As Facebook seeks to make its work programme a full-fledged online product for professionals, the Royal Bank of Scotland (RBS) has become the latest corporate to join the programme. RBS is set to direct 30,000 workers to start using Facebook at Work by March next year and is in plans to expand further to its entire workforce of 100,000 by the end of 2016.

Facebook had launched Facebook at Work as the enterprise version of its social network back in January and claims to have around 300 businesses as of now. The figure is certainly lower than the total base of 1.5 billion monthly active users, but enough to highlight its initial success among businesses.

"I'm excited about how bringing people together from all across the bank through Facebook At Work can help all our employees do their job better – whether it's being able to find answers to customer queries much faster or helping us come up with bright new ideas," Simon McNamara, chief administrative officer at RBS, said in a press statement.

Apart from RBS, Facebook says that Heineken, Century 21 and French Lagardere are among major companies that have already started testing the new programme. Facebook's director of global platform partnerships Julien Codorniou revealed that there are plans to make the product a revenue stream.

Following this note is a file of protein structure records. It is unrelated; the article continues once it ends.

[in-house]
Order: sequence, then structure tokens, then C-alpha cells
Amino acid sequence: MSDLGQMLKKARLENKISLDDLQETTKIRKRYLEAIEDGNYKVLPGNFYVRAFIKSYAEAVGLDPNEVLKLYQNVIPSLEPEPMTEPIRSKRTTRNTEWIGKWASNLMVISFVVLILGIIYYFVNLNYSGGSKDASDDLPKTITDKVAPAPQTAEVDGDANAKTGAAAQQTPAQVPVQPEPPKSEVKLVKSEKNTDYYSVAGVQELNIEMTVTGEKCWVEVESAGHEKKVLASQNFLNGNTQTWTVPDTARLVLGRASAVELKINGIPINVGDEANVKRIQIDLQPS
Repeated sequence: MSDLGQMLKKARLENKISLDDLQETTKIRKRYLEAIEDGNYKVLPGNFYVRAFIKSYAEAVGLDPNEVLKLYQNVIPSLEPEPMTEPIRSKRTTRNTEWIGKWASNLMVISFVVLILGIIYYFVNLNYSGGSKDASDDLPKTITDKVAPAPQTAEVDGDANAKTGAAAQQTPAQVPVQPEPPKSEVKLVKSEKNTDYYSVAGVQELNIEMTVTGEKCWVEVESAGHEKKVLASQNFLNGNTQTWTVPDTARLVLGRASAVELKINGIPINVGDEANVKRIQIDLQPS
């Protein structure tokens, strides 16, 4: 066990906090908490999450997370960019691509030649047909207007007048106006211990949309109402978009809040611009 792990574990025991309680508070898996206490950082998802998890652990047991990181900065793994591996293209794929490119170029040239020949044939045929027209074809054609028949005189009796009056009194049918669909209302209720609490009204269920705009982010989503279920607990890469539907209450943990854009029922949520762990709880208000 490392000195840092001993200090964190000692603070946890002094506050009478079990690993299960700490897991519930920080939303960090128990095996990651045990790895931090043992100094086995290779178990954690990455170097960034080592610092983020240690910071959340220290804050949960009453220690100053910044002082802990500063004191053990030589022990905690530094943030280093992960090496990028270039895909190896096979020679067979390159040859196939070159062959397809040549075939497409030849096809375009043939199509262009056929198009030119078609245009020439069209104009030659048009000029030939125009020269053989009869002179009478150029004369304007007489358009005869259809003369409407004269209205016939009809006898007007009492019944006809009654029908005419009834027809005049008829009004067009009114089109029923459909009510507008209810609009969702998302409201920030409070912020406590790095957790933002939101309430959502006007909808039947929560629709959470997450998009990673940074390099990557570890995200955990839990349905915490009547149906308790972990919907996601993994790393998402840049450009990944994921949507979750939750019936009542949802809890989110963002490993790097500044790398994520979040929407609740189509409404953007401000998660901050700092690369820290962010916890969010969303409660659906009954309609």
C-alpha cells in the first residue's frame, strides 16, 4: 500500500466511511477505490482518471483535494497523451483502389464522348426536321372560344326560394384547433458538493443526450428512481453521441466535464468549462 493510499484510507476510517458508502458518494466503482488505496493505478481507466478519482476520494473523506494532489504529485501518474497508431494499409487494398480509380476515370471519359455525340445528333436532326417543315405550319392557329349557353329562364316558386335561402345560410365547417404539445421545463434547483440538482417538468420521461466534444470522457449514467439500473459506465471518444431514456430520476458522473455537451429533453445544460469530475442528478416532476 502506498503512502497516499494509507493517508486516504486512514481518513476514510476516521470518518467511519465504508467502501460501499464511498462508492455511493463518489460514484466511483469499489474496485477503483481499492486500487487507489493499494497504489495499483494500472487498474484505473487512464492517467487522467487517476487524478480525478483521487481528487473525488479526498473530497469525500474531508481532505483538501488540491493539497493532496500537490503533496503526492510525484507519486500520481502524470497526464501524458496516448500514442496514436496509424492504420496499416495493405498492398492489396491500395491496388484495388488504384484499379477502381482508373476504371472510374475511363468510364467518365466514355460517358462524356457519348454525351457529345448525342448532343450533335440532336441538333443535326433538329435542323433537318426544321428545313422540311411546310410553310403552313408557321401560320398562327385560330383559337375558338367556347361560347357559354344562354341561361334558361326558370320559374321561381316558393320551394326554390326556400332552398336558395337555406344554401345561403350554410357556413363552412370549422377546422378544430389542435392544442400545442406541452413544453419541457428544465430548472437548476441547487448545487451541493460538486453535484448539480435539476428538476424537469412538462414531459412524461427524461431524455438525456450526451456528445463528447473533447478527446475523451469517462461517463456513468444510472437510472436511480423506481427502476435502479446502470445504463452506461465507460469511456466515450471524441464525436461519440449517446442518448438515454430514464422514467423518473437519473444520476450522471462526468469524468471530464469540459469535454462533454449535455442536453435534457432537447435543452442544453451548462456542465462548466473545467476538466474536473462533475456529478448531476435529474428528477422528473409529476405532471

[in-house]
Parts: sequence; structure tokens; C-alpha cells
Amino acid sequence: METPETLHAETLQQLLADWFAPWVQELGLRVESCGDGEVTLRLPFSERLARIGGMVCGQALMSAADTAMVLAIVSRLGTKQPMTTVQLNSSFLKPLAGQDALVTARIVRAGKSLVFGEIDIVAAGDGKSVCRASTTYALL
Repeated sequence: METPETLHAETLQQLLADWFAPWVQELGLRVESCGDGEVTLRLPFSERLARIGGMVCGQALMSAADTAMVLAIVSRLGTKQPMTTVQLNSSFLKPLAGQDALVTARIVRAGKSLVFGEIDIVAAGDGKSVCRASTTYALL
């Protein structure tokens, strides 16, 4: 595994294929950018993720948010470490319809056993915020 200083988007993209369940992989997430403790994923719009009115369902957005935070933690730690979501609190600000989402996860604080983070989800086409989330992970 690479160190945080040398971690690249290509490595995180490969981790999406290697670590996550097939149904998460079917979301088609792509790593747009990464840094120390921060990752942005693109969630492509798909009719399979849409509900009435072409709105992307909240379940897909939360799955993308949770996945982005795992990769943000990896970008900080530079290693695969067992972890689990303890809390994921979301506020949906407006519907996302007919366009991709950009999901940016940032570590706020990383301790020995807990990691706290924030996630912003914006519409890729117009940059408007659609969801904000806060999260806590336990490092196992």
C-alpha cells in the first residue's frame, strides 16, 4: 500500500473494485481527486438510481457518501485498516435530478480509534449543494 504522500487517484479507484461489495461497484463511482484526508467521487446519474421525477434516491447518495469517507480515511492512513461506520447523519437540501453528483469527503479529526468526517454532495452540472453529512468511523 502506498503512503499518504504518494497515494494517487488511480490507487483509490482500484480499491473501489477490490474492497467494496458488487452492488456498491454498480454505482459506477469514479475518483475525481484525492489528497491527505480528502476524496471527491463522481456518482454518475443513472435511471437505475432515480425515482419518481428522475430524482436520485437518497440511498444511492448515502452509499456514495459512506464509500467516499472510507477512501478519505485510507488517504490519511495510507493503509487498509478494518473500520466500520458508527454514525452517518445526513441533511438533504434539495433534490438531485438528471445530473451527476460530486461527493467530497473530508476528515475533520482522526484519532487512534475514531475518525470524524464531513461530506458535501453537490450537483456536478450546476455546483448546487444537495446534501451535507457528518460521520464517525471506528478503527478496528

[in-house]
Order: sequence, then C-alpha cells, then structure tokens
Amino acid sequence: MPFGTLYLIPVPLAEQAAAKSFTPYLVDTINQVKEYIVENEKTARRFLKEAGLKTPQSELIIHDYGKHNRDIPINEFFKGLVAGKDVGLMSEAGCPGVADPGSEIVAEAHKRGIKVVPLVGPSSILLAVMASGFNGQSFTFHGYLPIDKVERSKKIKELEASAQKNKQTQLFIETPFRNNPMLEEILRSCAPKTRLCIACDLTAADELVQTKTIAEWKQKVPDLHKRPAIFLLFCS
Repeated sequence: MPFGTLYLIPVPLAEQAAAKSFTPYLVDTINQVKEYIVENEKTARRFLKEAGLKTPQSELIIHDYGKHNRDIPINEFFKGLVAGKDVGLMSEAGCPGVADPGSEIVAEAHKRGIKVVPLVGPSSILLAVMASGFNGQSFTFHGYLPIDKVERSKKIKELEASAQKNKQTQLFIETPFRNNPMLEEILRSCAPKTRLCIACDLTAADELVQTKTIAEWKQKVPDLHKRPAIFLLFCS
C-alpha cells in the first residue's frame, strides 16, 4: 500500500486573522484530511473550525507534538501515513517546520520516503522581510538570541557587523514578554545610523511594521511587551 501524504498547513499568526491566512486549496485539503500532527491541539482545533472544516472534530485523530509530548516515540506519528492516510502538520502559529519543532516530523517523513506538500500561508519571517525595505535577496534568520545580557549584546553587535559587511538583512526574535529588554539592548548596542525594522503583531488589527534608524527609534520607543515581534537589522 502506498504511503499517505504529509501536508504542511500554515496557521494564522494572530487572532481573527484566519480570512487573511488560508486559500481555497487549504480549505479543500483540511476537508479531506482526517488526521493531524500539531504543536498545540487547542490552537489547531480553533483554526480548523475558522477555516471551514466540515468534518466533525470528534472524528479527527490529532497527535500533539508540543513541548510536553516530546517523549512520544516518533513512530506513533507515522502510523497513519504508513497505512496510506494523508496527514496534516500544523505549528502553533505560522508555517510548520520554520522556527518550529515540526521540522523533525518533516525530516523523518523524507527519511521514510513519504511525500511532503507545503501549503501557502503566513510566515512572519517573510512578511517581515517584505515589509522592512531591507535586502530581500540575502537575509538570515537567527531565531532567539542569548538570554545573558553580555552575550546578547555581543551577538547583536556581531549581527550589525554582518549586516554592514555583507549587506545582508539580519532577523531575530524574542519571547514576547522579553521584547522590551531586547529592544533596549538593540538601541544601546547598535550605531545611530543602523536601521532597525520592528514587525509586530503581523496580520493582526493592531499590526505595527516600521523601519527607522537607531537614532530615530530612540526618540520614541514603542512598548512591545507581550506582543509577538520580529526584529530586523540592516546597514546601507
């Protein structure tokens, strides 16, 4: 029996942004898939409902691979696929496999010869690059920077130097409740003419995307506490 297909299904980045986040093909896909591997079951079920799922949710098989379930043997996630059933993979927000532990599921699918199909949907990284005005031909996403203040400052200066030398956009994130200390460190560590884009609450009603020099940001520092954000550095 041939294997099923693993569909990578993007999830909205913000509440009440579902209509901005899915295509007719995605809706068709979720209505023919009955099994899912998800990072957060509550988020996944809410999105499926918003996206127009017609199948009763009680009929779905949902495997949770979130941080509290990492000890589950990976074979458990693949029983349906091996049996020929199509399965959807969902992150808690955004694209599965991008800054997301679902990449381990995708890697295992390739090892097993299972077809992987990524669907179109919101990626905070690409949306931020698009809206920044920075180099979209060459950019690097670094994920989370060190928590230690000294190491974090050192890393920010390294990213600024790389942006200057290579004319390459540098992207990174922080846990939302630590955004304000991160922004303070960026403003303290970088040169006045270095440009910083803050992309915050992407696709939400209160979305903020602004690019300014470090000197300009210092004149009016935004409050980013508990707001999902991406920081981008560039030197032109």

"We're still in beta but we do plan to monetise, based around a freemium business model," Codorniou said, adding: "We are also building sales and marketing teams for Facebook at Work across the globe right now."

Facebook at Work offers an experience similar to services like Microsoft's Yammer, Salesforce's Chatter and IBM's Connections. In addition, its professional features are competing with LinkedIn and Slack.

The Menlo Park, California-based company had originally tested Facebook at Work on its employees, and soon thereafter revealed its presence to the public. The product allows employers to create separate log-ins for their employees to let them easily and securely connect with their networks. Although it has the same interface that Facebook has for all its users, there are some minor differences to persuade businesses and companies to adopt the new mode of communication.